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Comment of the year

In our discussion of research on the possible health benefits of a low-oxygen environment, Raghu wrote:

This whole idea (low oxygen -> lower cancer risk) seems like a very straightforward thing to test in animals, which one can move to high and low oxygen environments . . .

And then Llewelyn came in for the kill:

Why do the animals always get first pick at new treatments? Seems unfair.


  1. For a brief, fleeting moment, I thought I won…

  2. Clark says:

    I have a recurring discomfort with the notion that it is better to experiment on animals rather than ourselves, particularly when s much of this is poorly designed, underpowered, and usually badly analyzed and interpreted.

    A few years ago I volunteered for a clinical trial in order to get a better sense of what patients experience, and how this translates to the data I see. Underpowered, null result, but it provided real insight into the nature and quality of the data I’ve been asked to analyze, and the questions I need to ask. Investigators often don’t tell us the full story about the data they bring us.

    • Martha (Smith) says:

      Kudos to you for your personal (underground?)investigation into clinical trials. Please tell us more (e.g., the questions that need to be asked) if you are willing.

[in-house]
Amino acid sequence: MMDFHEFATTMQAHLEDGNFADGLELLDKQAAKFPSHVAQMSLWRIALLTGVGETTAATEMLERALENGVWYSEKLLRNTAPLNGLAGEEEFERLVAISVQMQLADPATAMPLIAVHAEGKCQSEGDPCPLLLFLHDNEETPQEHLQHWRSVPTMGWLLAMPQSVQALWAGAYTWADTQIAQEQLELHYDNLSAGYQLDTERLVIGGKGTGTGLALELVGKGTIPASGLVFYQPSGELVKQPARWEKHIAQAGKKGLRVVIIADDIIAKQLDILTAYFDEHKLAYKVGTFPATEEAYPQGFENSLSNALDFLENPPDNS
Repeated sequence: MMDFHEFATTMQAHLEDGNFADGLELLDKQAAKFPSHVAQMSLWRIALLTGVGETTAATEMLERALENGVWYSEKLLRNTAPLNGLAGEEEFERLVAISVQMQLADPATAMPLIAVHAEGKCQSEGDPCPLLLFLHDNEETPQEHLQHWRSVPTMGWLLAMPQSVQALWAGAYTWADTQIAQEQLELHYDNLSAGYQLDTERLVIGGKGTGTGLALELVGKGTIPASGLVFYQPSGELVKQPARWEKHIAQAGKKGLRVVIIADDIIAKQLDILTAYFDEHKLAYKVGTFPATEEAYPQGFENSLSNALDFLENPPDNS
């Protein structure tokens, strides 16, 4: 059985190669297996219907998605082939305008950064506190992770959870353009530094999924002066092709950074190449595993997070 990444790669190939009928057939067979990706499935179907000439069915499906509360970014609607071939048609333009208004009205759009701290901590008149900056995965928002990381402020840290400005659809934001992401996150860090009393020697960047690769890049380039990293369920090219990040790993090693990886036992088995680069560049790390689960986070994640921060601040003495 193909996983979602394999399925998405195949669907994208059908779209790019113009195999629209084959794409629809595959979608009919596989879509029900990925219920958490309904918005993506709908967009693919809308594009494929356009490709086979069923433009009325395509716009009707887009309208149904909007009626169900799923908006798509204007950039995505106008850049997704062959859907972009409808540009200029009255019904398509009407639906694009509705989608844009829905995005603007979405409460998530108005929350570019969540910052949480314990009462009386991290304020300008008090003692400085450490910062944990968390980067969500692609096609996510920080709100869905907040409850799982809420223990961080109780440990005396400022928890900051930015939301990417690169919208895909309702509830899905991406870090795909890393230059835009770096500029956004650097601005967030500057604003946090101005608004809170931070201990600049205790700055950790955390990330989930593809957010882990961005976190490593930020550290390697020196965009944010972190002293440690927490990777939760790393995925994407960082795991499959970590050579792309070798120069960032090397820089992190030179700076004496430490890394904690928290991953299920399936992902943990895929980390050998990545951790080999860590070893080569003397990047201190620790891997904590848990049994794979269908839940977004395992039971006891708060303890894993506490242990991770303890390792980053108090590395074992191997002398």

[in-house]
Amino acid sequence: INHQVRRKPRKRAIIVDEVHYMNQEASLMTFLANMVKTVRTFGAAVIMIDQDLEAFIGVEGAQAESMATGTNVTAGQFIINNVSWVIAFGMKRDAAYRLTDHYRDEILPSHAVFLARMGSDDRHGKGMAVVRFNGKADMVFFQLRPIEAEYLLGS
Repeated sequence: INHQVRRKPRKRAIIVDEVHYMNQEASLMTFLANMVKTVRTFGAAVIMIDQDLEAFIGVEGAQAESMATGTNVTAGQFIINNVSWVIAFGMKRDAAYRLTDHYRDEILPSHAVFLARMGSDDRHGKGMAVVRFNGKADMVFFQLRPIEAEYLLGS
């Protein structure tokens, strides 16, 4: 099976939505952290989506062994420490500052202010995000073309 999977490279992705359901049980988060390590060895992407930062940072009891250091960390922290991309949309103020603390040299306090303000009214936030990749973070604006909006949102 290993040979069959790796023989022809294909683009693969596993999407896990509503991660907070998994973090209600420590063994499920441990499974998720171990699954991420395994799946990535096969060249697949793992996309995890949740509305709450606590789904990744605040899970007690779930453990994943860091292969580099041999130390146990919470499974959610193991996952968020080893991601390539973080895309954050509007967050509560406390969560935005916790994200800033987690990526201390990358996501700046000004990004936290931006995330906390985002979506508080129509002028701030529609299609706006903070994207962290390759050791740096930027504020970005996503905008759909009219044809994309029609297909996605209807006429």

• Clark says:

        Martha, sorry about the late response, I’ve been on vacation.

        The trial involved a study of metabolism, and I’d previously collaborated as statistical analyst with several of the investigators. The study involved two overnight stays several months apart, each spending a day cold but not to the point of shivering while they took many blood & breath samples, measured metabolism from several approaches, as well as a couple of biopsies, DEXA, PET & CT scans. Some issues…

        Needles & pain: We’re all familiar with the occasional mild sting or burn associated with a blood draw or injection. On my first morning, they needed to start 3 IV lines, but the nurse had trouble finding the veins. Altogether it took about a dozen sticks to establish these 3 lines. I found that, perhaps compounded with being cold, each needle stick hurt more than the last, so this became progressively more unpleasant. I’ve learned that patients in our routine clinical trials likewise become very needle shy, and this probably drives a lot of failure to follow-up — and the missing data undoubtedly skews the results, in spite of my efforts to compensate. Patients who do return for follow-up tend to be those with more serious conditions, and probably follow-up for the additional care rather than in service of the clinical trial. Incidentally, nurses have the option of using a numbing gel prior to needle sticks, but it is almost never used; I’ve brought this issue up at several research meetings, and the investigators agree it needs to be addressed, but nothing seems to change.